When you ask someone about hard coats, chrome plating comes to mind more than any other surface coating. It has been used for many applications where a coating has to stand up to heat, abrasion, and corrosion and is probably the most popular roller surface coating in use today. Chrome also has its limitations and many of the shortcomings of chrome have been addressed by using alternative hardcoat coverings that have properties superior to chrome in specific applications. Read on as we explore some of the physical and chemical properties of surface coatings, commonly called “hard coats”.

Due to its unique set of properties, chrome plating is employed for a variety of purposes and functions. Chrome is typically applied as an electroplated industrial grade coating, known as hard chrome, and may be up to several mils in thickness. Chrome is hard, dense, and abrasion resistant and is one of the few materials that can be ground and polished to a mirror finish. It can also be provided with a range of matte finish surface textures by grit blasting. Chrome is a good thermal and electrical conductor and is resistant to a variety of chemicals. Chrome plated rollers can also be used for metering or transferring water-based or oil-based solutions.

Although chrome is hard, it can be easily scratched by a hardened steel knife blade or dented by other tools. There is also a limit to how thick chrome can be applied, which reduces the number of times it can be refinished. Although chrome plating has historically been relatively low in cost, because of environmental concerns with hexavalent chrome, it is becoming more expensive. Chrome itself is not attacked by many chemicals but it is full of microscopic cracks, which easily allow these chemicals to penetrate and corrode the base metal below, unless applied over a corrosion resistant layer of copper or nickel.

Many of the shortcomings of chrome have been addressed by using alternative hardcoat coverings. Most of these hardcoat materials are applied by one of the following thermal spray processes:

  • Low velocity oxygen-fuel spray (simply termed thermal spray)
  • HVOF (high velocity oxygen-fuel)
  • Plasma Spray – Plasma spray is used for coatings that are typically thicker and harder than chrome, with more abrasion and abuse resistance. Thermally sprayed hardcoats are generally in the range of 50 to 70 Rockwell C and because they are so hard, they can be ground and polished to very tight dimensional tolerances and low surface roughness.

Thermally sprayed coatings can be classified as oxide ceramics, non-oxide ceramics, metals, and alloys. Oxide ceramics include aluminum oxide (alumina) and chrome oxide. Aluminum oxide is often blended with titanium dioxide (titania) to modify its physical or electrical properties, hardness, and ease of finishing.
Both materials are harder than chrome and cannot be scratched with a hardened steel knife blade. In addition, both materials have high thermal conductivity (for use as coatings on heated and chilled rollers). Both can be made electrically conductive or insulating over a wide range and are more readily wetted by both water and oil-based materials (hydro-philic and oleo-philic), than is chrome.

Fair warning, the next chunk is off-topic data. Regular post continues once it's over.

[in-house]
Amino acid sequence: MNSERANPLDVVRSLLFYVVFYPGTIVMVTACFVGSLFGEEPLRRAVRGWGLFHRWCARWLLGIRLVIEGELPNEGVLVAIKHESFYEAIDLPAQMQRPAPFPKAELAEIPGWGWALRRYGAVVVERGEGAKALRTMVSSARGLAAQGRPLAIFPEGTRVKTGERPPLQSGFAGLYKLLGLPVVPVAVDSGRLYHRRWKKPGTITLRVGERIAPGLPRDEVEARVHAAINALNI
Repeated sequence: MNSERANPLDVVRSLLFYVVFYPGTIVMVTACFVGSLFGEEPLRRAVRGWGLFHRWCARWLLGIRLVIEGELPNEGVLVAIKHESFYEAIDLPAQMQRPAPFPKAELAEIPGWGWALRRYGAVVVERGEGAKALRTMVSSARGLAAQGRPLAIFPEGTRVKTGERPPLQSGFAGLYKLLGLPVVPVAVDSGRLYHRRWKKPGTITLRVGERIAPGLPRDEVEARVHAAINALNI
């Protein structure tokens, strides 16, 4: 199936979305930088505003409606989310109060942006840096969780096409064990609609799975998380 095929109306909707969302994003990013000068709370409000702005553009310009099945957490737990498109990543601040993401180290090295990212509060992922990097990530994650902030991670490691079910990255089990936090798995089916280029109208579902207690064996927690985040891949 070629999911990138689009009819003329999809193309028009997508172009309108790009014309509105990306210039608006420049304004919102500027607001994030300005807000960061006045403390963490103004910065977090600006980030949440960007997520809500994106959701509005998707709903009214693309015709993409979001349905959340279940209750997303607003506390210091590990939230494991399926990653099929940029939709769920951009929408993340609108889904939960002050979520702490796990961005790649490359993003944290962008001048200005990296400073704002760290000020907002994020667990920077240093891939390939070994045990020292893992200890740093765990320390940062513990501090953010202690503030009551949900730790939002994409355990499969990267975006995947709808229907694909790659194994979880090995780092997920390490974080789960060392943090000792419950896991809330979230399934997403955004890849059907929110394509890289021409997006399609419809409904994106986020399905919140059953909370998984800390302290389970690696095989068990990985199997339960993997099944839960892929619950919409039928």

Some roller applications require surface coatings that can resist high voltages, hold a surface charge, or dissipate a surface charge, at a controlled rate. Corona treater rollers, for example, require coatings that are very good electrical insulators, called dielectrics. Ceramic is an ideal choice for this application and is applied in 40 to 120 mil thick layers, for various types of systems. Static dissipating rollers, on the other hand, require coatings that are just the opposite, quite low in electrical resistance. Blended ceramic coatings can provide a controllable range of electrical resistances; spanning a factor of at least 10 million, from highly insulating to highly conductive.

Non-oxide ceramics include composites of metals with either tungsten carbide or chrome carbide. Since the carbides do not melt in the thermal spray flame, the micron-sized carbide particles have to be dispersed in a small amount of a matrix metal (cobalt, nickel, and other alloys) in order to make a suitable coating. A highly polished, tungsten carbide coating looks just like chrome, but is harder and much more abrasion resistant. Some of these coatings can be polished to a mirror finish, almost as smooth as chrome. Since carbide coatings are low in thermal conductivity, they can be used without problems on heated rollers where the temperature can easily be increased a few degrees. They may not be completely suitable for chilled rollers where the coolant temperature cannot be easily lowered.

Since many rollers operate partly or fully submerged in strong solutions of acids or caustics, a corrosion barrier to protect the roller core, which is typically mild steel, is essential. One of the advantages of thermally sprayed hardcoats is the ability to use multi-layer coatings of different materials to provide multiple functions. One example would be a non-porous corrosion barrier layer of a nickel superalloy applied to the mild steel roller core, with a ceramic top layer, to provide whatever properties are needed. Another example would be a thick layer of ceramic to provide dent resistance, with a different ceramic top layer to meet another specification.

Thermal sprayed hardcoats can provide a wide variety of surface properties to fulfill specific roller functions in addition to excellent dimensional tolerances, surface roughness control, and long product life. The typical results are improved product quality and consistency, reduced scrap, faster line speeds, and reduced maintenance; in other words, higher productivity!

By: Bruce Hyllberg
Research Specialist
American Roller Company
June 1, 2006

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